A short note in the `Los Angeles Times' 27 March 1989 carried this summary of information from a letter in the 'New England Journal of Medicine': VIRUS HITS HOSPITAL COMPUTERS A "virus" infected computers at three Michigan hospitals last fall and disrupted patient diagnosis at two of the centers in what appears to be the first such invasion of a medical computer, it was reported last week. The infiltration did not harm any patients but delayed diagnoses by shutting down domputers, creating files of nonexistent patients and garbling names on patient records, which could have caused more serious problems. "It definitely did affect care in delaying things, and it could have affected care in terms of losing this information completely," said Dr. Jack Juni, a staff physician at the William Beaumont Hospitals in Troy and Royal Oak, Mich., two of the hospitals involved. "It was pretty disturbing." If patient information had been lost, the virus could have forced doctors to repeat tests that involve exposing patients to radiation, Juni said. The phony and garbled files could have caused a mix-up in patient diagnosis, he said. "This was information we were using to base diagnoses on," said Juni, who reported the case in a letter in the New England Journal of Medicine. "We were lucky and caught it in time."
An individual placed a time bomb message on a government service system in the San Francisco Bay Area saying, "WARNING! A computer virus has infected the system!" The individual is learning that such a prank is considered almost as funny as saying that you have a bomb in your carry-on luggage as you board a plane. Bruce Baker, Information Security Program, SRI International
This week's (26 March.) Sunday Times (UK) has an article relating to a Bulletin Board being run by a 14-year-old boy in Wilmslow, Cheshire, England, which contains information relating to such things as making plastic explosives. Anti-terrorist detectives are said to be investigating for possible breaches of the Obscene Publications Act. Apparently reporters were able to easily gain access to this bulletin board and peruse articles on such subjects as credit card fraud, making various types of explosive, street fighting techniques and dodging police radar traps. One article was obviously aimed at children and described how to make a bomb suitable for use on "the car of a teacher you do not like at school," which would destroy the tyre of a car when it was started. The boys parents did not seem to think that their son was doing anything wrong, preferring him to be working with his computer rather than roaming the streets. A London computer consultant, Noel Bradford, is quoted as having seen the bulletin board and found messages discussing "how to crack British Telecom, how to get money out of people and how to defraud credit card companies. Credit card numbers are given, along with PIN numbers, names, addresses and other details."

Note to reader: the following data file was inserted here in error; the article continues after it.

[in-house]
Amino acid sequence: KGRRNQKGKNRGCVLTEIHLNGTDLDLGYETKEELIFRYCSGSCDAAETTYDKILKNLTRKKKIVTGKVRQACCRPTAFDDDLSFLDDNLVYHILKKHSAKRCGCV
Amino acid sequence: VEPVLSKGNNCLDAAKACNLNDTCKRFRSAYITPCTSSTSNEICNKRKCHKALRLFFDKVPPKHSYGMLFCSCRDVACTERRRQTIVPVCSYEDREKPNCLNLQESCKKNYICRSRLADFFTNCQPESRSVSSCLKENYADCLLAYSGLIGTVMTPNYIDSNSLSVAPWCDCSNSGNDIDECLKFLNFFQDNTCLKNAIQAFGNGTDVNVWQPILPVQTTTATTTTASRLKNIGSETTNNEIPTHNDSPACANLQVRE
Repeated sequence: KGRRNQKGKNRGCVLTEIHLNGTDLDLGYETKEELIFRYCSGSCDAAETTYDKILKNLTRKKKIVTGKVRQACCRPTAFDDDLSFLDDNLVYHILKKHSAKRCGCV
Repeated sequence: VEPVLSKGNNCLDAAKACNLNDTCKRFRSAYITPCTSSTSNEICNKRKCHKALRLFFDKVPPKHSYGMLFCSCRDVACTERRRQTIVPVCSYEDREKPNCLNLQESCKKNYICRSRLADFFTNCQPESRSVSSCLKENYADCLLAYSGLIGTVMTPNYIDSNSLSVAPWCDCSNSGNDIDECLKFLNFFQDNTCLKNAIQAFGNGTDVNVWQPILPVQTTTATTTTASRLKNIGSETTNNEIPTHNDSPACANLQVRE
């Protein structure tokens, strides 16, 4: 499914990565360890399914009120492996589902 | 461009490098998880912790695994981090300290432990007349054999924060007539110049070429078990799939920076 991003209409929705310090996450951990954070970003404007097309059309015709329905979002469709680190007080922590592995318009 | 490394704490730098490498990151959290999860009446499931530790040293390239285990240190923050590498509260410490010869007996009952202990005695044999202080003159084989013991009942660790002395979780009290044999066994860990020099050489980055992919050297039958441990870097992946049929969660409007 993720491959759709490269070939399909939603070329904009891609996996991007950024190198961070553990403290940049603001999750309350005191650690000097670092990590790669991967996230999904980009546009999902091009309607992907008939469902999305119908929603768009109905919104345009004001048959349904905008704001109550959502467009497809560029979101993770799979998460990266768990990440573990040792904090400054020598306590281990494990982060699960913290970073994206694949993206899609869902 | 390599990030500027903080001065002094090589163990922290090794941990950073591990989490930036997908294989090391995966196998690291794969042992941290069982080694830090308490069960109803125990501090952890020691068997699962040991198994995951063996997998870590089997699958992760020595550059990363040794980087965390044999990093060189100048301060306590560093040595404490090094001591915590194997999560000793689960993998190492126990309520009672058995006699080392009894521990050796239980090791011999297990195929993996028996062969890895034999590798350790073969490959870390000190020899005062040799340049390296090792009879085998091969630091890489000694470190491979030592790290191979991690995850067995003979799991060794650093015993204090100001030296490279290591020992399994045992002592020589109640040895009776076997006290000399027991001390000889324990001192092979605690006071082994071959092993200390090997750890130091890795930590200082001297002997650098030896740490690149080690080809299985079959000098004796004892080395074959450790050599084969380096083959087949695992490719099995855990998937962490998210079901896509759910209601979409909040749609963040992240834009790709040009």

For those of you interested an umbrella organisation has been established in the UK to co-ordinate information on, and research into all aspects of computer security. In the first instance one of the organisations primary concerns will be combatting the threat posed by computer viruses by acting as a clearing house for virus information and control software. Below is a copy of an initial letter mailed to prospective members: The Computer Threat Research Association The computer threat research association, CoTra is a non-profit making organisation that exists to research, analyse, publicise and find solutions for threats to the integrity and reliability of computer systems. The issue that caused the formation of CoTra was the rise of the computer virus. This problem has since become surrounded by fear, uncertainty and doubt. To the average user the computer virus and its implications are a worry of an unknown scale. To a few unfortunates whose systems have become a critical issue. The key advantage of CoTra membership will be access to advice and information. Advice will be provided through publications, an electronic conference (a closed conference for CoTra's members has been created on the Compulink CIX system) as well as other channels such as general postings direct to members when a new virus is discovered. CoTra membership will be available on a student, full or corporate member basis. All software that is held by CoTra that enhances system reliability, such as virus detection and removal software, will be available to all members. It is intended to establish discounts with suppliers of reliability tools and services. A library of virus sources and executables and other dangerous research material will be made available to members who have a demonstrable need. A register of consultants who have specific skills in the systems reliability field will be published by CoTra and reviews of reliability enhancing software will be produced. Your support of CoTra will ensure that you have the earliest and most accurate information about potential threats to your computer systems. CoTra, The computer threat research association, c/o 144 Sheerstock, Haddenham, Bucks. HP17 8EX Part of the organisation's aim is to establish reciprocal links with other similar organisations worldwide to facilitate the sharing of experience and rapid flow of information on new threats. To this end if you are involved in, or have contacts with, a similar organisation in your country, please write to CoTra (or by email to me, and I will forward your correspondence) outlining your organisation and its aims. Yours sincerely, Dave Ferbrache, Dept of computer science, Heriot-Watt University, 79 Grassmarket Edinburgh,UK. EH1 2HJ Tel (UK) 031-225-6465 ext 553 UUCP ..!mcvax!hwcs!davidf